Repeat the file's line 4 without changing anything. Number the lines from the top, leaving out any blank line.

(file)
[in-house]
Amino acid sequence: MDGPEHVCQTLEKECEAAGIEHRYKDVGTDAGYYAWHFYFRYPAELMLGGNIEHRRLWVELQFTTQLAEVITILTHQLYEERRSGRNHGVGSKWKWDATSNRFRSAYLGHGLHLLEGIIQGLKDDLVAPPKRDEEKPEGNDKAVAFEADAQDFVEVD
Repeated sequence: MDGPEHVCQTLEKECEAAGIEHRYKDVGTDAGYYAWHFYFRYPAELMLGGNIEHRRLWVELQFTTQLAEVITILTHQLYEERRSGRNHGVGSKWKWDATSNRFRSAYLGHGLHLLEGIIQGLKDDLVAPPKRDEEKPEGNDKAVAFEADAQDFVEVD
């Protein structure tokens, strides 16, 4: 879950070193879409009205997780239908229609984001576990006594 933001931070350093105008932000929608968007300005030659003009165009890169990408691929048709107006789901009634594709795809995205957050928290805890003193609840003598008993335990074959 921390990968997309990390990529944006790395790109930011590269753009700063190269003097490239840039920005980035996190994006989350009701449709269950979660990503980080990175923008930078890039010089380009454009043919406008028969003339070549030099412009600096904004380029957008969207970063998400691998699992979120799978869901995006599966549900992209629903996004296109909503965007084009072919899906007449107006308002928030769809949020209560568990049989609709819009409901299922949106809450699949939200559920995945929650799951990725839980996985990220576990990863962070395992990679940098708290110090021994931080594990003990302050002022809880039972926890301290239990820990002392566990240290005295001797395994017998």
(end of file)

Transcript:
């Protein structure tokens, strides 16, 4: 879950070193879409009205997780239908229609984001576990006594 933001931070350093105008932000929608968007300005030659003009165009890169990408691929048709107006789901009634594709795809995205957050928290805890003193609840003598008993335990074959 921390990968997309990390990529944006790395790109930011590269753009700063190269003097490239840039920005980035996190994006989350009701449709269950979660990503980080990175923008930078890039010089380009454009043919406008028969003339070549030099412009600096904004380029957008969207970063998400691998699992979120799978869901995006599966549900992209629903996004296109909503965007084009072919899906007449107006308002928030769809949020209560568990049989609709819009409901299922949106809450699949939200559920995945929650799951990725839980996985990220576990990863962070395992990679940098708290110090021994931080594990003990302050002022809880039972926890301290239990820990002392566990240290005295001797395994017998």